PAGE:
Things That Go ‘Bump’ in the Night: The Ghosts of Old Salem 

In 1766, Moravian missionaries from Pennsylvania made a long and difficult trek halfway down the eastern seaboard to northwest NC where they ultimately established a colonial town named Old Salem. The word “Salem” is Hebrew in origin and means peace.  In 1772, Salem College was founded as a girls’ primary school by the settlers who believed in an equal education for men and women. In 1890, the school began offering college degrees, eventually becoming a liberal arts women’s college.  Today it has the distinction of being the oldest female education establishment in the United States.

However, the name “Salem,” ironically, may not have portended a peace for all of its inhabitants, some of whom still call the community home.  For hundreds of years Old Salem has enjoyed a reputation for spirit activity and unexplainable phenomenon, with many supernatural occurrences abounding at the college. When a high school history teacher friend told me the story of running into a ghost himself while working one summer in the Salem Tavern Museum, my interest was immediately piqued. Quite shaken, he immediately quit his job. I began my own investigation of the haunts of Old Salem and do believe that the spirits are alive and well (so to speak) and not particularly shy about making their existence known to an open-minded visitor.

The most famous ghost story concerns Andreas Kresmer, a shoemaker who lived in the Single Brothers’ House on the corner of Academy and Main Streets. While helping to excavate a cellar in the building, an overhang of soil collapsed, crushing the 33-year-old man who was wearing a distinctive red cap at the time of his death. In quick succession stories arose of a short man with a red cap moving through the hallways of the home and in the building’s cellar. On one occasion one of the town’s most prominent citizens and a  guest went into the cellar and both recounted simultaneously seeing the apparition of the Little Red Man which quickly vanished.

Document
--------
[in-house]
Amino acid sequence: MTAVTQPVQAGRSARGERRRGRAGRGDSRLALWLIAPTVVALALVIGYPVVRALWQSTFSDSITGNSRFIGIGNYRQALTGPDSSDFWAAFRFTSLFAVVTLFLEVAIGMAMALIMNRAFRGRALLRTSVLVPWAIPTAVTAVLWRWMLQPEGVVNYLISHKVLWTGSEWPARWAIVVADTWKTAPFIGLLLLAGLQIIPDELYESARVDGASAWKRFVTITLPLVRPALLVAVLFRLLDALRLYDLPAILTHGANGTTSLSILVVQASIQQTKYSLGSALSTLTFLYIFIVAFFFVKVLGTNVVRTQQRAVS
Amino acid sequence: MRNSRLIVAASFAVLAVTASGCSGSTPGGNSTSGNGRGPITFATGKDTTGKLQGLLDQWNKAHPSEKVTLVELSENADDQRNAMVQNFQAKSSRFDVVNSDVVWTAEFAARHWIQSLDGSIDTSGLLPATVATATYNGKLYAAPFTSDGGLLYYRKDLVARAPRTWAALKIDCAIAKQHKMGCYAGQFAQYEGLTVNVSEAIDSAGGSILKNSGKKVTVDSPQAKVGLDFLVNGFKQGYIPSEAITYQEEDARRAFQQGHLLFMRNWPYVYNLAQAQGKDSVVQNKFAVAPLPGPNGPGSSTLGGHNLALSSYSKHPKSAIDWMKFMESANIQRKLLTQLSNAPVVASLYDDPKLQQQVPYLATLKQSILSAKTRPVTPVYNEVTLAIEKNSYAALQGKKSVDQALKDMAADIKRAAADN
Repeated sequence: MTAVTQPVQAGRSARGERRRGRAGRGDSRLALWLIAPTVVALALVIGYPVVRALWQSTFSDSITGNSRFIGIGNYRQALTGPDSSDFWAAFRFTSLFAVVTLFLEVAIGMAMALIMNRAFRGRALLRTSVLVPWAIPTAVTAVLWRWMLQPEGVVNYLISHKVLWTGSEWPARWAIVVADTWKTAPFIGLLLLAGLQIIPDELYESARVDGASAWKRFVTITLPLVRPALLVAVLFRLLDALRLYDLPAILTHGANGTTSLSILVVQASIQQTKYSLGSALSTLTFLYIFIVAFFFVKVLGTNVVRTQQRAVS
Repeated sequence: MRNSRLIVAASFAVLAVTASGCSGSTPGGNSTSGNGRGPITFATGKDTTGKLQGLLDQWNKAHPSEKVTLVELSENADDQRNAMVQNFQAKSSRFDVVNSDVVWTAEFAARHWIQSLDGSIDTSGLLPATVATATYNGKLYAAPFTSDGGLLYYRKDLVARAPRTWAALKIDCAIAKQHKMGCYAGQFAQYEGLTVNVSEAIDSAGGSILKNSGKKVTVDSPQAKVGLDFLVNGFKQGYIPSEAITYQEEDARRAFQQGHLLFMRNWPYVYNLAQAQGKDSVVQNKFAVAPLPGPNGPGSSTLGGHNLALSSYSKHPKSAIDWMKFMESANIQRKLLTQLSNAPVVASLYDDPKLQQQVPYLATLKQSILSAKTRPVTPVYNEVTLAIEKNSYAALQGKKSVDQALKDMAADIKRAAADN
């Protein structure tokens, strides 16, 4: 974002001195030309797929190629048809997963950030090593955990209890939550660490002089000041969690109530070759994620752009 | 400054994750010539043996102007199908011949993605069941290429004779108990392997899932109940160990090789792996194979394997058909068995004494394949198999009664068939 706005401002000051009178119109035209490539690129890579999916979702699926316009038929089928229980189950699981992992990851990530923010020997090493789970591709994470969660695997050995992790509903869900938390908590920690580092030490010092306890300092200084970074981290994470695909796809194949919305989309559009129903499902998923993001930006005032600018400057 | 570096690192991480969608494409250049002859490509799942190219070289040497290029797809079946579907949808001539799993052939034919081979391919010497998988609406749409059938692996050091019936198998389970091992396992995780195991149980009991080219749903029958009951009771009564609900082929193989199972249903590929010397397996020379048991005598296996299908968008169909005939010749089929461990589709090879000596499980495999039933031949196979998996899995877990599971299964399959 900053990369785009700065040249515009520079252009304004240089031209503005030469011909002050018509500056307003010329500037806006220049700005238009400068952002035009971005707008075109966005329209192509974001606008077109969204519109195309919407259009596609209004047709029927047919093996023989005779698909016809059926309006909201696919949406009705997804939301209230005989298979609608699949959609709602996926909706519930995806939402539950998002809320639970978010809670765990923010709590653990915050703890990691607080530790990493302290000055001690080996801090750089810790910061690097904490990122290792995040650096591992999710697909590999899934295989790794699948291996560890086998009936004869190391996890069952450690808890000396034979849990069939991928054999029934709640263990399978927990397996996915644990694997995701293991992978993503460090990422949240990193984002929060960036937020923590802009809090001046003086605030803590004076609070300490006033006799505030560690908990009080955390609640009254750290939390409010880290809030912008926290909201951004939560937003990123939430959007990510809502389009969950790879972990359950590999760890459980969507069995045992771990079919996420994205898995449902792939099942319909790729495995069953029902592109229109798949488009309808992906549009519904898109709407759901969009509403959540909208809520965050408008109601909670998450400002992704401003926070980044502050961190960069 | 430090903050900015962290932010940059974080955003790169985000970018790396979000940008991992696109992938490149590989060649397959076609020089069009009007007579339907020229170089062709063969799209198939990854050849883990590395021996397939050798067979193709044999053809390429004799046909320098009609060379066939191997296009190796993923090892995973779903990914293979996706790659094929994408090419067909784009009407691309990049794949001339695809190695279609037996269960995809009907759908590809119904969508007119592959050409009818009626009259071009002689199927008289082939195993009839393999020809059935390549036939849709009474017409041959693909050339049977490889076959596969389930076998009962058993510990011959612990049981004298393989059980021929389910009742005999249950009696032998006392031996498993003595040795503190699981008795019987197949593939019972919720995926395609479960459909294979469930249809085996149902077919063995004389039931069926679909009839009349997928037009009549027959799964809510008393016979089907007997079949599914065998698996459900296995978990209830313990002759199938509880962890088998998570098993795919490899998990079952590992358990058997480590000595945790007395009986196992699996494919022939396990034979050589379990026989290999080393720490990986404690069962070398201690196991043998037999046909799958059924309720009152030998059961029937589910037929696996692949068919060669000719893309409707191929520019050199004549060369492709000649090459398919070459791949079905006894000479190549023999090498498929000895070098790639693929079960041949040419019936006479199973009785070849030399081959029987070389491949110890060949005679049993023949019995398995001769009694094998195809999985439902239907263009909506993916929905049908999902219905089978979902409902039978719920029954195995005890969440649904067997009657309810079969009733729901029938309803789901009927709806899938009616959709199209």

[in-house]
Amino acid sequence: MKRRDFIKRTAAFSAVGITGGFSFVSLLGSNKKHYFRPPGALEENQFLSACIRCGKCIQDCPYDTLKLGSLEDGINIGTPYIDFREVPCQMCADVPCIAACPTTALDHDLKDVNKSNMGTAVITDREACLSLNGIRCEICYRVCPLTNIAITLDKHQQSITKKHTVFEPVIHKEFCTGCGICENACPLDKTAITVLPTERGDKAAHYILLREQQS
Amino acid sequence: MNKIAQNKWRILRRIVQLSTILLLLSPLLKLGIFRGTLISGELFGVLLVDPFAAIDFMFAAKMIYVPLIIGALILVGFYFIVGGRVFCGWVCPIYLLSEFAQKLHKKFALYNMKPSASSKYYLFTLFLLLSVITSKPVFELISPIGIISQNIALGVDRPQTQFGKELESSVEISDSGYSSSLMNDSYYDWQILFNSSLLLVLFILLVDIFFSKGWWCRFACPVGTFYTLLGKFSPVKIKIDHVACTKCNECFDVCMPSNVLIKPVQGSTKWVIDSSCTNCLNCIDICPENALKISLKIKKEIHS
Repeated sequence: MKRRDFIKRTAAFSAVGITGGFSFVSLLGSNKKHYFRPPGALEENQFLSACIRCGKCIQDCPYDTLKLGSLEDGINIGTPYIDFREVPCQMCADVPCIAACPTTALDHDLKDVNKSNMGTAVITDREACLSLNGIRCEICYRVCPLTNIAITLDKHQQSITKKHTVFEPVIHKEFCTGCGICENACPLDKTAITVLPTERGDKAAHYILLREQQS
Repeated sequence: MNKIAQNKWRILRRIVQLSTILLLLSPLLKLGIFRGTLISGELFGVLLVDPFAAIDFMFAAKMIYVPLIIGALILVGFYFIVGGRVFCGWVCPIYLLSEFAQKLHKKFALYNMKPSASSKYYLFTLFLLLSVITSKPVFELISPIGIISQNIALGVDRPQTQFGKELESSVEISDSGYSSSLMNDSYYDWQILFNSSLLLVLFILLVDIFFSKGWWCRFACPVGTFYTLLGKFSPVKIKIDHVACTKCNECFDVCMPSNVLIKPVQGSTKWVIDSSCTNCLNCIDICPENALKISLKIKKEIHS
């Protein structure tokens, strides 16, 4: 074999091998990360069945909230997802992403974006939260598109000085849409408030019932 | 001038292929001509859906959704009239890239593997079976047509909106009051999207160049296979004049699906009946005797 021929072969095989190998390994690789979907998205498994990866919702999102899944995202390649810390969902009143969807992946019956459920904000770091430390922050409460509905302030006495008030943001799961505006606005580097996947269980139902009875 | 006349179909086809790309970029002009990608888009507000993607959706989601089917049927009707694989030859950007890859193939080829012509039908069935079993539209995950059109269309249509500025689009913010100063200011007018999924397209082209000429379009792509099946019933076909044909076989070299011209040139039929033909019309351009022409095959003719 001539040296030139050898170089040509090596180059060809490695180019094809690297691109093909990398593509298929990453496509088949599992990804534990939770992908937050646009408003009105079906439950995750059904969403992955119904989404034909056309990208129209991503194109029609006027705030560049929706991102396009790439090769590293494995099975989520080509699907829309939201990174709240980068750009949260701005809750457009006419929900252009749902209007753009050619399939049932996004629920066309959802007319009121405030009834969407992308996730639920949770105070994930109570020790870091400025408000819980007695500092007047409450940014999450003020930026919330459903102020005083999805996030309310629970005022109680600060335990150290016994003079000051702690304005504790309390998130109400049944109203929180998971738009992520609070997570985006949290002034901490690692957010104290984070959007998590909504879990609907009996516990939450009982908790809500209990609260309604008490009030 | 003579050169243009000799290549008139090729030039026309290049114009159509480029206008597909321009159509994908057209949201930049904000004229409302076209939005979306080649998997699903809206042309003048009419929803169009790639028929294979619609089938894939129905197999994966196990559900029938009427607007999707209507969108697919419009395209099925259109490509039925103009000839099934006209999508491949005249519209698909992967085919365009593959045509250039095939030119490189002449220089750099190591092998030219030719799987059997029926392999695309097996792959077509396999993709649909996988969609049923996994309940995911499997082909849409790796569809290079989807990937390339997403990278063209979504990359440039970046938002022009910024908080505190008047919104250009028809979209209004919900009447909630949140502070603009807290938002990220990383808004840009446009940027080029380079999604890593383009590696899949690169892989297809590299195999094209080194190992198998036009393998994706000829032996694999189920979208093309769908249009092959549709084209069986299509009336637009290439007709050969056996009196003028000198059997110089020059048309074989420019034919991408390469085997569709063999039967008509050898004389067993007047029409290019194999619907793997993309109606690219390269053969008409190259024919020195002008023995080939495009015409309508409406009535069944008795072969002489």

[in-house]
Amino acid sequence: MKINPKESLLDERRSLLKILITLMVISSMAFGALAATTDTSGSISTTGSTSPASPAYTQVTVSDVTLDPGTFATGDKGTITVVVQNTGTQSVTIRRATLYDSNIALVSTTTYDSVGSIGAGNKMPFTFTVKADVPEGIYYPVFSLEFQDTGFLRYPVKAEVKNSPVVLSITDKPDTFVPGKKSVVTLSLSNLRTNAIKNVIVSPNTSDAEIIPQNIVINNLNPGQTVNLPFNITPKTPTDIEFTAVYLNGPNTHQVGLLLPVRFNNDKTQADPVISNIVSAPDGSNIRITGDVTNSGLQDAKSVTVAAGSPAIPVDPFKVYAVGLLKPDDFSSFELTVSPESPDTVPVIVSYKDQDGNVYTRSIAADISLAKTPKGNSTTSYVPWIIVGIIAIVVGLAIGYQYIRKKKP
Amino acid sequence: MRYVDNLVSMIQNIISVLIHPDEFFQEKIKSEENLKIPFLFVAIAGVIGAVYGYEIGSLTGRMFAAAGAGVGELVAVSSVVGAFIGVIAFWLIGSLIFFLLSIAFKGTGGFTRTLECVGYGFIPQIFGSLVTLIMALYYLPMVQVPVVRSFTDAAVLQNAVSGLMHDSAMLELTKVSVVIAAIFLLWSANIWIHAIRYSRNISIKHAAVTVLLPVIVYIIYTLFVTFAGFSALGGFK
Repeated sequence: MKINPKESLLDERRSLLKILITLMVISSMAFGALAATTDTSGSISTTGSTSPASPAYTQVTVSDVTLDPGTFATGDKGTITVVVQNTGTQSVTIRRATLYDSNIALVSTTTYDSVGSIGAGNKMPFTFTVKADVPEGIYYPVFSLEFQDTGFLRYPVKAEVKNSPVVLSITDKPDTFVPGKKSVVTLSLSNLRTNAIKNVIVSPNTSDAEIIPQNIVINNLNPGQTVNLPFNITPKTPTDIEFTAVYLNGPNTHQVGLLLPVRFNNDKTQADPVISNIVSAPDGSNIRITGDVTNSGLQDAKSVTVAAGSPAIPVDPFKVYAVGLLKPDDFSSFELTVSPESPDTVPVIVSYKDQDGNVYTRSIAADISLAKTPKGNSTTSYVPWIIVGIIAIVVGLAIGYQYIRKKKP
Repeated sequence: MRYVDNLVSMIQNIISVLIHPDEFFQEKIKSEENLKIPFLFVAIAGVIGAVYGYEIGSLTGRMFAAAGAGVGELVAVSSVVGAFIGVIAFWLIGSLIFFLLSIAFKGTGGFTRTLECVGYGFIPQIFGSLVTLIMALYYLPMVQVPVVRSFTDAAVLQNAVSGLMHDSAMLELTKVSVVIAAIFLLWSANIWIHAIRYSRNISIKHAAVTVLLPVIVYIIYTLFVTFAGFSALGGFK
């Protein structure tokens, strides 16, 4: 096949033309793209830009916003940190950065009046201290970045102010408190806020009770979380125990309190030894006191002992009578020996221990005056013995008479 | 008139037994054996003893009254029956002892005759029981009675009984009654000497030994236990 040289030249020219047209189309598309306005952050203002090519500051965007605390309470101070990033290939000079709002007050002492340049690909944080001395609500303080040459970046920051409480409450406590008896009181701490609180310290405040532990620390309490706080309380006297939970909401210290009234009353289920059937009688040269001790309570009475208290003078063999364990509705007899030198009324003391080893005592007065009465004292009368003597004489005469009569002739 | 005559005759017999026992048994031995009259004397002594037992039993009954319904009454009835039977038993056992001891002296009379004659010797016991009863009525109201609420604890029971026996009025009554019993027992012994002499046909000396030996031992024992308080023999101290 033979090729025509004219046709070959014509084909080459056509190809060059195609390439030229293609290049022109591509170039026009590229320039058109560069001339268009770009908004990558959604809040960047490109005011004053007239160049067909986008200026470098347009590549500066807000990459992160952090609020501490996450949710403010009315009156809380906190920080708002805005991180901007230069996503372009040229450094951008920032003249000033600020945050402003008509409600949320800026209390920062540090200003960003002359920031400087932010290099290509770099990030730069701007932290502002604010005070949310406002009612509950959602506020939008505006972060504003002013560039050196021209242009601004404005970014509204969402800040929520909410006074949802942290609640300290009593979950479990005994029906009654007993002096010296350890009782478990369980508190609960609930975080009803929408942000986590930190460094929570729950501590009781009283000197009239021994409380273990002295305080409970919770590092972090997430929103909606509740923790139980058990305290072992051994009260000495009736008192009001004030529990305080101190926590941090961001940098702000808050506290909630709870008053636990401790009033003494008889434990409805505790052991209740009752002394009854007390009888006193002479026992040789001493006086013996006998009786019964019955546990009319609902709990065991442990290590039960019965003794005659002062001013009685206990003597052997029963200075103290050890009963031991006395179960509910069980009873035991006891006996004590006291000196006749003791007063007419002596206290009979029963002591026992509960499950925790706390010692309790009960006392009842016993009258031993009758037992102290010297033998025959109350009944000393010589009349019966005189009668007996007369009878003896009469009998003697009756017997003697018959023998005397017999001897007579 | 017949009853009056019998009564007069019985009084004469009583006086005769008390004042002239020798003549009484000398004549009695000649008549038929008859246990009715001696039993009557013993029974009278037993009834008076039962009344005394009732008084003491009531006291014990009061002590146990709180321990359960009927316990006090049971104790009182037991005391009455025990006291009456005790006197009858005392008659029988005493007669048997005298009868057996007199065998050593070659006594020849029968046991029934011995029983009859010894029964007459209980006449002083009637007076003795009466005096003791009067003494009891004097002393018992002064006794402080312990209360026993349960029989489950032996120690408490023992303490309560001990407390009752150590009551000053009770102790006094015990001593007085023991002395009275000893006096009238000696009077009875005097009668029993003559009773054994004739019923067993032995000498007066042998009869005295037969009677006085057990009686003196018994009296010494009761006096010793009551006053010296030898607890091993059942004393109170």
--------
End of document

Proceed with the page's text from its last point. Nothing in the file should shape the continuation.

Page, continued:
Gramley Hall, once a student residence and now Salem College’s library, has also had numerous ghostly visitors associated with it. Shortly after it opened, a young woman named Margaret committed suicide by hanging herself on a rafter of a third floor ceiling. There are numerous reports of anguished wails, loud knocking on the walls, the sound of marbles hitting the floor, and the movement of a heavy crate being dragged across the floor.  In 1907 the death of two girls occurred by an electrocution accident and their apparitions have been seen, accompanied by deep cold, odd noises, footsteps and screams. Still others have reported seeing a little blonde girl in Victorian dress, dubbed “Nancy” in the building who hides things but returns them when politely asked.

The Babcock Residence Hall enjoys a lot of paranormal activity, too.  A portrait of Mary Babcock Reynolds, daughter of tobacco magnate R.J. Reynolds, Sr., hangs in the lobby’s building.  Numerous students have claimed that her facial expressions will change if you offend her and that her eyes follow you about.  I can attest to the latter happening to me while standing in the hall’s periphery. 

The Single Sisters Building at 601 S. Church St. now contains offices and classrooms.  There are regular reports that its basement has a very aggressive presence who inhabits it and a photograph taken by one student apparently reveals an image of an angry face looking back at her from behind a heavy metal door. Figures have been seen moving in the windows and strange whispers heard in the building’s corridors; there is also a sensation of warm air suddenly turning icy cold.

There are other stories.   Clewell Dormitory is said to be haunted by the ghost of a young girl who died when she fell down an old elevator shaft. The Fine Arts Center has a phantom pianist who can be heard playing the piano or organ late into the night despite the building being locked and empty. A patron who died in Theatre 2 still lingers there and haunts the room with mischievous deeds and spooking unsuspecting students.  

Spirits have also regularly been seen at the J. Blum House, Distribution Center, and on Bank Street hill where a young child named David lost his life while sledding on an icy hill. If you are not too afraid to venture out one night to Old Salem, you may run into a resident spirit who seems alive but is probably in point of fact not doing very well.  Take note that if you see The Lady in White roaming the May Del amphitheater, she is supposedly a friendly spirit unlike the sinister spirit which appears frequently as a black orb under the nearby stone bridge.


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